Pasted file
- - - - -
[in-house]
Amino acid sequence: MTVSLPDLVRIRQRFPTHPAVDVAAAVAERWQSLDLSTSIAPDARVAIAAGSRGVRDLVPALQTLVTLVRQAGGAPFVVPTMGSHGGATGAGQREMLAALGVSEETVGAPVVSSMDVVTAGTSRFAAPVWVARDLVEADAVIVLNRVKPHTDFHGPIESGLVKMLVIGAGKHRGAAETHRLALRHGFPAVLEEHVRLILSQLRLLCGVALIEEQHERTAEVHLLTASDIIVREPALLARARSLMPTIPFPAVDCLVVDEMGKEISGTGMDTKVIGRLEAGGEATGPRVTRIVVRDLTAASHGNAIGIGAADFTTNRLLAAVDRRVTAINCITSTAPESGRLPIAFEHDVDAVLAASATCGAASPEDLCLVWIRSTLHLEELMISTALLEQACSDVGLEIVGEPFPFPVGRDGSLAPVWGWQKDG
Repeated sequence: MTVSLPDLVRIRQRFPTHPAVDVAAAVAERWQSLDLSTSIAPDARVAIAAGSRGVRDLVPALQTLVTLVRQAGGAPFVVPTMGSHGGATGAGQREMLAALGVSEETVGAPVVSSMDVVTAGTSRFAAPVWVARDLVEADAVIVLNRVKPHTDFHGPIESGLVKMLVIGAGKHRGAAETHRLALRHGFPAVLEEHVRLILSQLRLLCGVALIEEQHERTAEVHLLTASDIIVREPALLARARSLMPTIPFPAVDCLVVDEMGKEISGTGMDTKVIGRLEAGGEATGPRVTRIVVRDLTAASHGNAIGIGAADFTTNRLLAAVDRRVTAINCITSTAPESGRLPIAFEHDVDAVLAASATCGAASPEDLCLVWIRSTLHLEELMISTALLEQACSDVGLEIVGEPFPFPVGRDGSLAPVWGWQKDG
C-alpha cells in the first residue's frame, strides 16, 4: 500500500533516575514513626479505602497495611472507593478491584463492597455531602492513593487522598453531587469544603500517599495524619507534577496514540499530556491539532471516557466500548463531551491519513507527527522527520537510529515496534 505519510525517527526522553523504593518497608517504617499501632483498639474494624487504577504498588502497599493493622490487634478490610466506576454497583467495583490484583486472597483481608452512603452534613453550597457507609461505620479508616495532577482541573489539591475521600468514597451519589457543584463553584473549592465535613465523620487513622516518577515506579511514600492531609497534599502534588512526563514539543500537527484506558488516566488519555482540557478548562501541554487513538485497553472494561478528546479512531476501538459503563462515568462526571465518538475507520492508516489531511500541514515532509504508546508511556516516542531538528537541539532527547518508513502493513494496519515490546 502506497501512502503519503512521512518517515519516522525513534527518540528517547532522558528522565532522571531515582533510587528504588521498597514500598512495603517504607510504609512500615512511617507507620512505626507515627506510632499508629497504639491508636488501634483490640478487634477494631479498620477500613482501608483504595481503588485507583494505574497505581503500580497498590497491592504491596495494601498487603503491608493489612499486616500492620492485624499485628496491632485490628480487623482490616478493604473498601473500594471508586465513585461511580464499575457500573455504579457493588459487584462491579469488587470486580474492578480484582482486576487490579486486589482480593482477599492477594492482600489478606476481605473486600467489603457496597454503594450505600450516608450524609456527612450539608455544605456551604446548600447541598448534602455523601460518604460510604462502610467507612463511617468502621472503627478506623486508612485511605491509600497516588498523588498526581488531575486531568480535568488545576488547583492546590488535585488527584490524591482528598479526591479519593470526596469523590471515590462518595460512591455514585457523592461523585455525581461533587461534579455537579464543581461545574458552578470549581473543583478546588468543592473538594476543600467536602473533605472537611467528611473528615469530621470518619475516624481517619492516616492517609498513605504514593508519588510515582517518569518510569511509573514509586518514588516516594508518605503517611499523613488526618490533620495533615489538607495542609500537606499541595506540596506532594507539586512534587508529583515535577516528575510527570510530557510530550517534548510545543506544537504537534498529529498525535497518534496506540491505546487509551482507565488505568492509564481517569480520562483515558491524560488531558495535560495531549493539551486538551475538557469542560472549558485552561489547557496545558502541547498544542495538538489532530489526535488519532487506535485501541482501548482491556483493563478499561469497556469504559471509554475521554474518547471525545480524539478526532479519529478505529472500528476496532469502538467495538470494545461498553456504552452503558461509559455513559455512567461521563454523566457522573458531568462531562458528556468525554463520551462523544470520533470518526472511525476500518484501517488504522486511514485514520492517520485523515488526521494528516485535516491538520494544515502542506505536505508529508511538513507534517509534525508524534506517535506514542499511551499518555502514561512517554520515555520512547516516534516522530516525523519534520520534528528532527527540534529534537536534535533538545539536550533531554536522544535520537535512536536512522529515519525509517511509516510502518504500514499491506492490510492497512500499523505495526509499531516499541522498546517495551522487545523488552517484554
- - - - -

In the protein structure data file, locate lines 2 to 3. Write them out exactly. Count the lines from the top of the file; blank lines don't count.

Amino acid sequence: MTVSLPDLVRIRQRFPTHPAVDVAAAVAERWQSLDLSTSIAPDARVAIAAGSRGVRDLVPALQTLVTLVRQAGGAPFVVPTMGSHGGATGAGQREMLAALGVSEETVGAPVVSSMDVVTAGTSRFAAPVWVARDLVEADAVIVLNRVKPHTDFHGPIESGLVKMLVIGAGKHRGAAETHRLALRHGFPAVLEEHVRLILSQLRLLCGVALIEEQHERTAEVHLLTASDIIVREPALLARARSLMPTIPFPAVDCLVVDEMGKEISGTGMDTKVIGRLEAGGEATGPRVTRIVVRDLTAASHGNAIGIGAADFTTNRLLAAVDRRVTAINCITSTAPESGRLPIAFEHDVDAVLAASATCGAASPEDLCLVWIRSTLHLEELMISTALLEQACSDVGLEIVGEPFPFPVGRDGSLAPVWGWQKDG
Repeated sequence: MTVSLPDLVRIRQRFPTHPAVDVAAAVAERWQSLDLSTSIAPDARVAIAAGSRGVRDLVPALQTLVTLVRQAGGAPFVVPTMGSHGGATGAGQREMLAALGVSEETVGAPVVSSMDVVTAGTSRFAAPVWVARDLVEADAVIVLNRVKPHTDFHGPIESGLVKMLVIGAGKHRGAAETHRLALRHGFPAVLEEHVRLILSQLRLLCGVALIEEQHERTAEVHLLTASDIIVREPALLARARSLMPTIPFPAVDCLVVDEMGKEISGTGMDTKVIGRLEAGGEATGPRVTRIVVRDLTAASHGNAIGIGAADFTTNRLLAAVDRRVTAINCITSTAPESGRLPIAFEHDVDAVLAASATCGAASPEDLCLVWIRSTLHLEELMISTALLEQACSDVGLEIVGEPFPFPVGRDGSLAPVWGWQKDG